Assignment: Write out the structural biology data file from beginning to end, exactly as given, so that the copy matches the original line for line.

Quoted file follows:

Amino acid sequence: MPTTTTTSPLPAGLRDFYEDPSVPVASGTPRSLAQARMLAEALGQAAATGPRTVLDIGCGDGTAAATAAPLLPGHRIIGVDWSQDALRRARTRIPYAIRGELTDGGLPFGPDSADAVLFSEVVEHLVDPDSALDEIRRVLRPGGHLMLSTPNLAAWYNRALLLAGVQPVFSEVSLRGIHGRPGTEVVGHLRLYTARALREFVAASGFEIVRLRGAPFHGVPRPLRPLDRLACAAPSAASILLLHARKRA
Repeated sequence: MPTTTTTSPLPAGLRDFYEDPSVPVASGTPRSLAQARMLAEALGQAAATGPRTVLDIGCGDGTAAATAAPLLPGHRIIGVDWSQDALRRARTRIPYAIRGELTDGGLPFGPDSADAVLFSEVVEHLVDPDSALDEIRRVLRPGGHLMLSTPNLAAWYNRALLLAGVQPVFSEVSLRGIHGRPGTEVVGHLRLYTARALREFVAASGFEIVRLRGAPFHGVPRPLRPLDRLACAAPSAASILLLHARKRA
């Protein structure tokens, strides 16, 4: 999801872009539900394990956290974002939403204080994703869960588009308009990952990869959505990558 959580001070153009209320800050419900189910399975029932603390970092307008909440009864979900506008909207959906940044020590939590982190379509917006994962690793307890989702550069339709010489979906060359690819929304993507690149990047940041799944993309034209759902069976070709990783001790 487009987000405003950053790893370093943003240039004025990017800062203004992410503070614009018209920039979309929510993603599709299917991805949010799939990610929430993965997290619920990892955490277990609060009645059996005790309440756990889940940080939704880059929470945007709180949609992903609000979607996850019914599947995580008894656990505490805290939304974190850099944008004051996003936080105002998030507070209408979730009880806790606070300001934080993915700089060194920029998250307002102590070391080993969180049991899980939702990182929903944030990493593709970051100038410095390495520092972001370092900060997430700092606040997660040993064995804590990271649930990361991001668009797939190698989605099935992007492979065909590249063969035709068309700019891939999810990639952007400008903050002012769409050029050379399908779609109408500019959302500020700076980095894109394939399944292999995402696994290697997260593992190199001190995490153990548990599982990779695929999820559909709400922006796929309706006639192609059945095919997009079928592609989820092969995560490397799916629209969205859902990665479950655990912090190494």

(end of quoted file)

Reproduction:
Amino acid sequence: MPTTTTTSPLPAGLRDFYEDPSVPVASGTPRSLAQARMLAEALGQAAATGPRTVLDIGCGDGTAAATAAPLLPGHRIIGVDWSQDALRRARTRIPYAIRGELTDGGLPFGPDSADAVLFSEVVEHLVDPDSALDEIRRVLRPGGHLMLSTPNLAAWYNRALLLAGVQPVFSEVSLRGIHGRPGTEVVGHLRLYTARALREFVAASGFEIVRLRGAPFHGVPRPLRPLDRLACAAPSAASILLLHARKRA
Repeated sequence: MPTTTTTSPLPAGLRDFYEDPSVPVASGTPRSLAQARMLAEALGQAAATGPRTVLDIGCGDGTAAATAAPLLPGHRIIGVDWSQDALRRARTRIPYAIRGELTDGGLPFGPDSADAVLFSEVVEHLVDPDSALDEIRRVLRPGGHLMLSTPNLAAWYNRALLLAGVQPVFSEVSLRGIHGRPGTEVVGHLRLYTARALREFVAASGFEIVRLRGAPFHGVPRPLRPLDRLACAAPSAASILLLHARKRA
């Protein structure tokens, strides 16, 4: 999801872009539900394990956290974002939403204080994703869960588009308009990952990869959505990558 959580001070153009209320800050419900189910399975029932603390970092307008909440009864979900506008909207959906940044020590939590982190379509917006994962690793307890989702550069339709010489979906060359690819929304993507690149990047940041799944993309034209759902069976070709990783001790 487009987000405003950053790893370093943003240039004025990017800062203004992410503070614009018209920039979309929510993603599709299917991805949010799939990610929430993965997290619920990892955490277990609060009645059996005790309440756990889940940080939704880059929470945007709180949609992903609000979607996850019914599947995580008894656990505490805290939304974190850099944008004051996003936080105002998030507070209408979730009880806790606070300001934080993915700089060194920029998250307002102590070391080993969180049991899980939702990182929903944030990493593709970051100038410095390495520092972001370092900060997430700092606040997660040993064995804590990271649930990361991001668009797939190698989605099935992007492979065909590249063969035709068309700019891939999810990639952007400008903050002012769409050029050379399908779609109408500019959302500020700076980095894109394939399944292999995402696994290697997260593992190199001190995490153990548990599982990779695929999820559909709400922006796929309706006639192609059945095919997009079928592609989820092969995560490397799916629209969205859902990665479950655990912090190494």